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“The brilliance of Amu’s incandescence is in that although a political film, you watch it in complete unawareness of that fact. Successful against falling into any cliche traps, it communicates the abomination of the ’84 anti-Sikh riots without sentimentality. As you watch a hapless Sikh being dragged off to be scalped, his cries of, “Maine ki kitha” (What did I do) ring in your recall of Kashmir, Gujarat and the Mandal riots. The innocent die….But Amu gives me hope. It has been made 20 years after the riots. Shonali Bose is the daughter of Midnight’s Children. What we (Midnight’s Children) did not do, this generation is doing. As we lament the future of India and despair looking at the Page 3 obscenities, take hope that there are those in this generation who will work in holding a mirror up to ourselves that forces us to take heed and change. And, Shonali Bose is not alone. Rabbi in his brilliant new CD album Jugni, holds the mirror up yet again. As in Amu, true art that gives a message but doesn’t jar because theh medium is so beautiful. The message this generation is giving: we feel the pain, we expose the suffering and it is because, O India, it is because we love thee.”
Madhu Trehan, Journalist
Indian Express, Jan 15, 2005
“And now at last comes Shonali Bose’s Amu. With a slow, quiet and innocuous beginning it works up at the end without making a loud noise to the most powerful indictment of the massacre of Sikhs in that black year and the way justice has been dragging its feet over 20 long years.
…What impresses one about Amu is its genuine reality undertones. People speak in English and Bengali as middle class Bengali families tend to do. Others speak in Hindi. The household sets, the people in the family – from the totally credible grandmother to others – seem real.”
Amita Malik, Author
Hindustan Times, Jan. 13, 2005
“In the middle of this terrible natural disaster my mind has gone back to an equally terrible manmade disaster because of a film called Amu. On my first night back in Mumbai I went to the premier of this film and although a political column is not usually the place for film reviews this film is so political, so powerful and so moving that it finds place here this week.
It is also the bravest political film by an Indian director in years because it deals with a subject that most Indians have dared not even squeak of except to whisper that it is best forgotten: the anti Sikh pogrom that followed the assassination of Indira Gandhi.
…The past alas does not go away and we will be forced to repeat its mistakes unless we confront them. This is what Shonali brings out brilliantly in this her first film that starts off with deceptive softness and leaves you reeling by the end. What is remarkable about her handling of the subject is that, unlike most films with a message, there is not a hint of polemics or propaganda in Amu only a deeply moving, human story that reminds us that as long as justice is not done India will never escape its periodic descent into barbarism and savagery.”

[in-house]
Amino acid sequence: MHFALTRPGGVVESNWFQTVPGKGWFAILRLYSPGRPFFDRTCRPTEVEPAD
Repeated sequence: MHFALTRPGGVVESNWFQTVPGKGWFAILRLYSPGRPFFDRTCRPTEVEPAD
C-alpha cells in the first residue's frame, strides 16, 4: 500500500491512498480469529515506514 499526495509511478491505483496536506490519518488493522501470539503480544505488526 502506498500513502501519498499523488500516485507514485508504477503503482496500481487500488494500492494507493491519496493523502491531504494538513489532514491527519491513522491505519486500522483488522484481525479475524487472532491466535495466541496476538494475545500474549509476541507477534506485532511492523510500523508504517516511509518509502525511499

Tavleen Singh, Journalist
Afternoon, Jan. 6, 2005
“Shonali Bose's Amu is one of the most significant films to come out of India in years. Rarely have we seen a recent Indian film that is so daring, weaving in big political, feminist themes with such sophistication. Yet it is a film that we will long remember precisely because all of these are subsumed under a moving, emotional mother-daughter tale. It is told with an integrity that shoots straight through the heart.
… The screenplay is outstanding. You sense that its integrity comes from experience, not mere research. In fact, the director was an activist working in the post-riots relief camps.
As for the acting, Konkona Sensharma and Brinda Karat are superb, but so too are many smaller characters, including Ankur Khanna, Yashpal Sharma, Loveleen Mishra and the granny. Non-actors Brinda Karat and the granny fortify its authenticity.”
Meenakhshi Shedde, Film critic
The Hindu, Jan 6, 2005
“If you need to feel good about Indian cinema, and even more about India, see Amu. If you need to relish good direction, skip the Karan Johars, Subhash Ghais, even Ashutosh Gowarikars, and settle with Shonali. She brings the Sikh slaughters closer home in a way that nine central governments and an equal number of inquiry commissions have failed to do. With a fearless anti-amnesia agenda, Shonali can terrify those who would lull the nation into complacent oblivion.”
Neera Kuckreja Sohoni, Journalist
Indian Express, Jan 12, 2005
Last week I saw Shonali Bose’s Amu. For those of you who haven’t seen it, you are missing a great film: handled with aplomb and sensitivity by a person who is not pretentious or pontificatory…
I thought the acting was excellent: everyone played his or her part with a sense of realism that is so hard to come by in Indian cinema today. The beauty about the film is that it also makes you question the status quo which we so easily surround ourselves with…
The film has a powerful script and the dialogue is eloquent and pithy. Coming from Kolkata as I do, the fact that many lines are spoken in Bengali was a refreshing change, not because of it being in Bengali but because the film captures the milieu of this middle class Bengali home in all its hues: something that perhaps I last saw in a Ray film. Shonali is obviously immensely talented, not because she has made a great film, but more importantly, because the film makes a statement without a moralistic preface as most of these films want to do.